And like that, Pathfinder has become GURPS. Or at least, the spirit of GURPS as either I understand it or hope to someday.

    I saw this utopian system that has about as much online resources as a second hand Roland Keyboard from the 90s. I found character builders featured prominently that run in MS-DOS (!). So I’m reading books, and slowly watching my eyes read the same line over and over again. And perhaps it’s my own fault. I took the advice of starting my own setting and using “only what I needed.” I want to create a galactic structure similar to what was found in games like “Star Control II,” where there are reasonably thought out systems, diverse aliens that aren’t 1-dimensional caricatures of human cultures, planets that pay some mind to actual science, and space ship combat that feels realistic. I was tired of players that lived in a world with powerful monsters and dirt farmers (and for some reason the powerful monsters didn’t eat the dirt farmers), a world where the reward for adventuring was substantial, but not more gold than what could buy a town. So I’m doing some world(s) building, and I’m trying to fill out the basic part of the Planetary worksheet (because I made several aliens that should have homeworlds and justifiable features from said homeworlds). And in trying to figure out if my alien race would be 5′ or 6′ I’m now trying to understand their planet’s albedo and the chemical makeup of volatiles in their atmosphere. On the plus side, I now know what albedo is (thanks, wikipedia). On the minus side, I’m no closer to creating the star for the homeworld for that one alien race, let alone all the other planets every other alien lives on, etc etc etc. And I haven’t even begun to wrap my head around spaceships.

    At this point I’m thinking I’ll just grab some stuff, scoff at realism, die a little inside, and throw together a handful of skills as they relate to ship operation, and give some aliens some default advantages / disadvantages… and call it good.

  29. LordMunchkin says:

    I was initially attracted to GURPS because of its supposed realism and well researched sourcebooks. However, I was quickly repelled by its overbearing complexity and poor organization. It was only when I came back, years later, and focused on wrapping my head around it that I truly came to appreciate the system’s considerable strengths. Now it is one of my favorite if yet least used systems.

    In my humble opinion, the main reason GURPS isn’t more widespread is because of SJG mismanagement. Like the article stated, the GURPS Basic Set is seemingly designed for people who already play GURPS. This is a losing proposition on any day.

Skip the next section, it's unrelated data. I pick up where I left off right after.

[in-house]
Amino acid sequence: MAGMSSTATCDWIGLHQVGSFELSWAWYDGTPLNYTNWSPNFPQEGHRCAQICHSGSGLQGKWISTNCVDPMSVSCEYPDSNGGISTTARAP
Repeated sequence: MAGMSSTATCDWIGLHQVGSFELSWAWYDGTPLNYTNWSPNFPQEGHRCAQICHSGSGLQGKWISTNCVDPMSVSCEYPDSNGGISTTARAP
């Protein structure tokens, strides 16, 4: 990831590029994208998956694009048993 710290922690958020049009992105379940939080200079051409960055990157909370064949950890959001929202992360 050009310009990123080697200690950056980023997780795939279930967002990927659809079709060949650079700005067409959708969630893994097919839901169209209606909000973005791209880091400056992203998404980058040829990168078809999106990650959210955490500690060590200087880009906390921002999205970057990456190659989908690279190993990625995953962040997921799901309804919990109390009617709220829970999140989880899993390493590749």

I think making the Basic Set, which is now out of print, freely available online would do a lot to make GURPS more popular (it worked for D&D). Not that I think it will happen (SJG is anal when it comes to their intellectual property).

  30. Shane Roach says:

    SJG had a MOO (object oriented mud) back in the mid 90’s which led me to think they would be at the cutting edge of tech and maybe even be foundational for computer rpg’s where it’s complexity would be neatly tucked away in the code.

    Their attitude to IP is what ruined it. One of the folks commenting above mentioned their experience making online aidsfor it, for example. Their policies on that front are fan-unfriendly.

    At some point they forgot they were making a GAME, and needed to let folks PLAY with it. That’s my take.

  31. Was this a different online gaming disaster than Ultracorps?

    Their policies toward any sort of fan contribution have always been shit. I think recently they may have softened a bit, more out of a realization that they can’t actually monetize all of it rather than any sort of recognition that it’s good for the game. Too late; by the time they started changing course, nobody cared.

  32. Michael Wolf says:

    It’s just not that complicated. A Bajillion splatbooks is more like 3-6 if you’re doing a LOT of detail. Most games I’ve run work perfectly well with the core rulesbooks. The rules aren’t complicated they’re just detailed enough to allow players to make meaningful choices with their character. GURPS isn’t perfect. GURPS Lite is a weak starter set and GURPS does need reprinted adventures for GMs that don’t want to carve their campaign out of stone.

    Yes you don’t need every word on every page to run your game but if you do GURPS right you use just about all of them. Because GURPS isn’t about running the Wolrd of Greyhawk with decent rules or putting Saving Private Ryan on the table for your players or allowing players to play magically animated teddy bears, it’s about being able to do all three at the same time and making it awesome. It’s about the freedom and flexibility to customize your game world to exacting standards and empowering your players to do incredible roleplaying without having to throw together a bajillion notebooks of scrapped-up rules to patch the mess together.